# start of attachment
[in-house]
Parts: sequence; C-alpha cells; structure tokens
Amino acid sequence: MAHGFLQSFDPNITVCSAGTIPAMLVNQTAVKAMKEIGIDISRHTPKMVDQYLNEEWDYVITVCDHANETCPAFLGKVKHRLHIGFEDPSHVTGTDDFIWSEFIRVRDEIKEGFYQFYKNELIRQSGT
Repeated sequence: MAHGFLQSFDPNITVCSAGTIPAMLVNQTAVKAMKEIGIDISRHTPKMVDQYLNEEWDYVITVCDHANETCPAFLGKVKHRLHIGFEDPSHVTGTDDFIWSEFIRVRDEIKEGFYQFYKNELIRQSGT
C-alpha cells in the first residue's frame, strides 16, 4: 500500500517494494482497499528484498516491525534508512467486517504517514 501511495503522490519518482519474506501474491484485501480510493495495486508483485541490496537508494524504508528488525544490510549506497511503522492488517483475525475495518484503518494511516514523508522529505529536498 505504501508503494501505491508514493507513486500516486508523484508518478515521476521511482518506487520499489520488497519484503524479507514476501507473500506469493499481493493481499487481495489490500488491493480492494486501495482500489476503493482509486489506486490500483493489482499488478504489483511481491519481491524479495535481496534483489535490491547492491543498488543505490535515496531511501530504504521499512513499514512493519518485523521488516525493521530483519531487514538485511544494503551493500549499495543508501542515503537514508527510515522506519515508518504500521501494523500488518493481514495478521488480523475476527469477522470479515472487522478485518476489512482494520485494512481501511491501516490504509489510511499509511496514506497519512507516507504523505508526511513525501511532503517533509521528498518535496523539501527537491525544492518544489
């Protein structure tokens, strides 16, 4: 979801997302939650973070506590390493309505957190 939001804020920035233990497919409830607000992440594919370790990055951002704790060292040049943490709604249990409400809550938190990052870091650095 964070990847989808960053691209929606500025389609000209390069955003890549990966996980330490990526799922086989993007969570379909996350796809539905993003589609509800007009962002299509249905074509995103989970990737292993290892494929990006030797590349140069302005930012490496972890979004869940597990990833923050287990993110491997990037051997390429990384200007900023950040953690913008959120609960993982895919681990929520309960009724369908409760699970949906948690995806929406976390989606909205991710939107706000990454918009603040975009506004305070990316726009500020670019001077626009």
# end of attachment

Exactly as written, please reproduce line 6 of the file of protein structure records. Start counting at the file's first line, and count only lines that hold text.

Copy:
């Protein structure tokens, strides 16, 4: 979801997302939650973070506590390493309505957190 939001804020920035233990497919409830607000992440594919370790990055951002704790060292040049943490709604249990409400809550938190990052870091650095 964070990847989808960053691209929606500025389609000209390069955003890549990966996980330490990526799922086989993007969570379909996350796809539905993003589609509800007009962002299509249905074509995103989970990737292993290892494929990006030797590349140069302005930012490496972890979004869940597990990833923050287990993110491997990037051997390429990384200007900023950040953690913008959120609960993982895919681990929520309960009724369908409760699970949906948690995806929406976390989606909205991710939107706000990454918009603040975009506004305070990316726009500020670019001077626009």